There are some facts you can’t escape.
Almost a year ago, my husband and I were making the Terrific Toddler a big Saturday breakfast. A breakfast he won’t eat, but I feel as parents we have to keep offering him food. We made blueberry pancakes, eggs, and bacon. I went to dump out the hot grease, the husband says “wait, we need to save that. I cook with it.” That is why his food tastes better than mine. Bacon grease, YUM.
He grabs a ramekin, holds it over the sink, and asked me to pour. There are three college degrees hanging in our bathroom. Yet, no one bothers to think that pouring hot bacon grease into a tiny little bowl is a bad idea. It’s a HORRIBLE idea!
Moral to the story, I miss the damn little bowl. Searing bacon grease splatters all over his wrist and hand. I stand there in a daze, frozen. I can’t talk. I don’t rush to grab the aloe. My only reaction is to hold the pan and look stunned with my mouth hanging open while big bug eyes are coming out of my face. He is screaming in pain.
It’s a fact, I’m a freezer in a panic situation. Actually, in almost all situations. Even saying words out loud can cause me to become a bumbling idiot. I have grand plans. I try to think of what I would say or do if something like a home invasion happened. In my head, the plan is to grab the toddler and lock ourselves in the attic with weapons where I proceed to call 911. I don’t know if this is a good plan or not, but I do know I will probably never leave my bed. I will be pissing myself while having a panic attack and freezing.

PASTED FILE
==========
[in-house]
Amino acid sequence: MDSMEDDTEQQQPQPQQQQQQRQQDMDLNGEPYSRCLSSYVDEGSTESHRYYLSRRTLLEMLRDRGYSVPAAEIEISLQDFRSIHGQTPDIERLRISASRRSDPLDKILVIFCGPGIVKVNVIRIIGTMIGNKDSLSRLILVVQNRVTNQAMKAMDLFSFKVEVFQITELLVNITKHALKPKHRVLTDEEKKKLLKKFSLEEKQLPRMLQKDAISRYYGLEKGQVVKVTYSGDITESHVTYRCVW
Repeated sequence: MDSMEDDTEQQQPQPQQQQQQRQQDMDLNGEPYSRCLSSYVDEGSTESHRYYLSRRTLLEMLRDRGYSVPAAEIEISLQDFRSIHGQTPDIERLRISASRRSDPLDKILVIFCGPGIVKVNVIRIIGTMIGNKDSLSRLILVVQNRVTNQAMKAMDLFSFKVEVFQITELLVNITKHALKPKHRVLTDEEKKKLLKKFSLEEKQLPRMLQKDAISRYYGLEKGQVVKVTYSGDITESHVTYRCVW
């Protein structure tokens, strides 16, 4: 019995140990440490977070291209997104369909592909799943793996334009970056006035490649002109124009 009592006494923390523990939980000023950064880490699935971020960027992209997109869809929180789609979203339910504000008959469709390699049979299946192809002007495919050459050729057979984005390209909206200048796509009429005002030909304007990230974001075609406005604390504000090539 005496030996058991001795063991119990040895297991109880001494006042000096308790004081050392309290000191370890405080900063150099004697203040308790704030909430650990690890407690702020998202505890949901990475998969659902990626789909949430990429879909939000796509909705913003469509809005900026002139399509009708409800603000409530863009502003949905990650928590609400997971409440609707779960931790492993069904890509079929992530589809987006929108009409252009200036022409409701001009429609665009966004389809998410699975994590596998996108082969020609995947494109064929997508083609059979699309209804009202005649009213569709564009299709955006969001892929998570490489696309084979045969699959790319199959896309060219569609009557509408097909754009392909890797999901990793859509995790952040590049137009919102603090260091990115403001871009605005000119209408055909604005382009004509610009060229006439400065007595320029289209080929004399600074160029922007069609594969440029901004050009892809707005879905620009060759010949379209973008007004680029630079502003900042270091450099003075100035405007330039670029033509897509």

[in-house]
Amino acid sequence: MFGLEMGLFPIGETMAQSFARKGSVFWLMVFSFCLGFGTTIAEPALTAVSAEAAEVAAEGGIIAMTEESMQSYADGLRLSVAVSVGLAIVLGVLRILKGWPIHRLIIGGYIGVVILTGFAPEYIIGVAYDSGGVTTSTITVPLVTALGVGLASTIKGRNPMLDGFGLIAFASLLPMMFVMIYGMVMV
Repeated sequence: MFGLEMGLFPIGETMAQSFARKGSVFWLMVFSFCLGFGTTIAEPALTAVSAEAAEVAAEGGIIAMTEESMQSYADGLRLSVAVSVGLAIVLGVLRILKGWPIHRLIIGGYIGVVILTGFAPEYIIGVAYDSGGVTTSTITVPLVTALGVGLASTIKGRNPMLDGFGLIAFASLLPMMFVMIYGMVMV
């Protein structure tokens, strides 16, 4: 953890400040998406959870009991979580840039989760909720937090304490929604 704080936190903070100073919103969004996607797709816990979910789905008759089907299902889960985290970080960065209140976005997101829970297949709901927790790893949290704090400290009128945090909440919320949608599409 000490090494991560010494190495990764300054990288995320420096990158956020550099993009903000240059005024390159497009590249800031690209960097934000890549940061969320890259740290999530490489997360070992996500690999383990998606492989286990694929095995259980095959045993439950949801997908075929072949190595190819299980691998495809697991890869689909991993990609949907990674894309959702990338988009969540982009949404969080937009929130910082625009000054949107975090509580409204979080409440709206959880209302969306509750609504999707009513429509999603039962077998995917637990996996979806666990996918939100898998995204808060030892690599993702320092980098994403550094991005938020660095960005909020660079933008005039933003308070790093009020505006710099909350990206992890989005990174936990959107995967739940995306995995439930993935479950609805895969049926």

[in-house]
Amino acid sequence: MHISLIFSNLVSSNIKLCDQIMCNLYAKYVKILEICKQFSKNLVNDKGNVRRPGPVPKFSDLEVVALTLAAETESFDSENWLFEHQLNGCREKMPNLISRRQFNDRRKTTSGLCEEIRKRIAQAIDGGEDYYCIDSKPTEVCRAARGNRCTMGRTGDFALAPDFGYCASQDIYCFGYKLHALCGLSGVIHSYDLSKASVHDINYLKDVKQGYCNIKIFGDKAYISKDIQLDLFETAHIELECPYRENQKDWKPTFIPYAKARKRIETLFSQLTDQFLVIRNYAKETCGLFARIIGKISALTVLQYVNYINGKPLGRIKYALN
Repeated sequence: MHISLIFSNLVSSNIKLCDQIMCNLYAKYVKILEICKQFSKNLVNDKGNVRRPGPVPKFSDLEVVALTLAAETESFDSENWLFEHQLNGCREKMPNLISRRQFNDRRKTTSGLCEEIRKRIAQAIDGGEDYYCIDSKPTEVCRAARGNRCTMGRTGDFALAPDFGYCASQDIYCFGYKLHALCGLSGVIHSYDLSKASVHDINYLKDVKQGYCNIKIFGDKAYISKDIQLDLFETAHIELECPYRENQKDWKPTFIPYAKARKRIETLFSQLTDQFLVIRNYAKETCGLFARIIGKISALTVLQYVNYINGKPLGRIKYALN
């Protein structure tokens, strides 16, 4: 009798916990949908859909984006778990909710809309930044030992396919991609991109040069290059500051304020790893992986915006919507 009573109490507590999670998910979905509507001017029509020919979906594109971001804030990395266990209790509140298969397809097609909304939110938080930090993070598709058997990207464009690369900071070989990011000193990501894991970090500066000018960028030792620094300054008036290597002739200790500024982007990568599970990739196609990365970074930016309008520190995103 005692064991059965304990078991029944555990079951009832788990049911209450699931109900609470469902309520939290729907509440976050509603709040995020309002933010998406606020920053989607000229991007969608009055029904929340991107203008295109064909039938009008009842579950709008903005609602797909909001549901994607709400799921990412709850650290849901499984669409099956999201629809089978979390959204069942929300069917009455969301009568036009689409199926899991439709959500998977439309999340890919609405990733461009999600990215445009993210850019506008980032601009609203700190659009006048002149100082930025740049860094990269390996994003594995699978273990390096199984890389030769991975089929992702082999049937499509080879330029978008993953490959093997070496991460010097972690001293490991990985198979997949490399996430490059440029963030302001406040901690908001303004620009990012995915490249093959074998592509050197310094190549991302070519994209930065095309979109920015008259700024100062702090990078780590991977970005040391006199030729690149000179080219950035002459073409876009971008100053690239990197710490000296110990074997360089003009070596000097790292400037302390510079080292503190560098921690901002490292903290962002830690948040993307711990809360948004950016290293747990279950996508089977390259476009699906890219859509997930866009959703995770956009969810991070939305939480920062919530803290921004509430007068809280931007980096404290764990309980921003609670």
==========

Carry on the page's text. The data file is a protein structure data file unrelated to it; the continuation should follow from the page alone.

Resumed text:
We went to see Santa on Sunday. He had just arrived to his Throne of Lies, and no one was in line waiting to see him. The Terrific Toddler was outfitted in a shirt, tie, and dress jacket to meet the big magical myth. Santa actually spoke to us this year. Last year, he only commented on the fact I had dressed my baby like an elf. I sat the blonde hair buzzed cut little boy on Santa’s lap and a nice man snapped a few pictures. I immediately grab my child back because, let’s face it, that man in the Santa outfit is a stranger.
Then, Santa asked the toddler the big question “What would you like for Christmas?”
I am kneeling down with the Terrific Toddler on my knee looking up at a big giant lie. And we both freeze. Both my son and I are frozen in fear. At thirty three years old, I still freeze when Santa talks in my general vicinity.
A memory kicks in, a true Christmas Story flashback.
“A ball. He would like a ball,” I shyly mutter some words.
I don’t know if my son wants a ball. He speaks toddler language. I do know his Magnificent Mommy is still a big kid who freezes with fear when a man dressed in a red suit and a fake white beard asks that all important big Christmas question.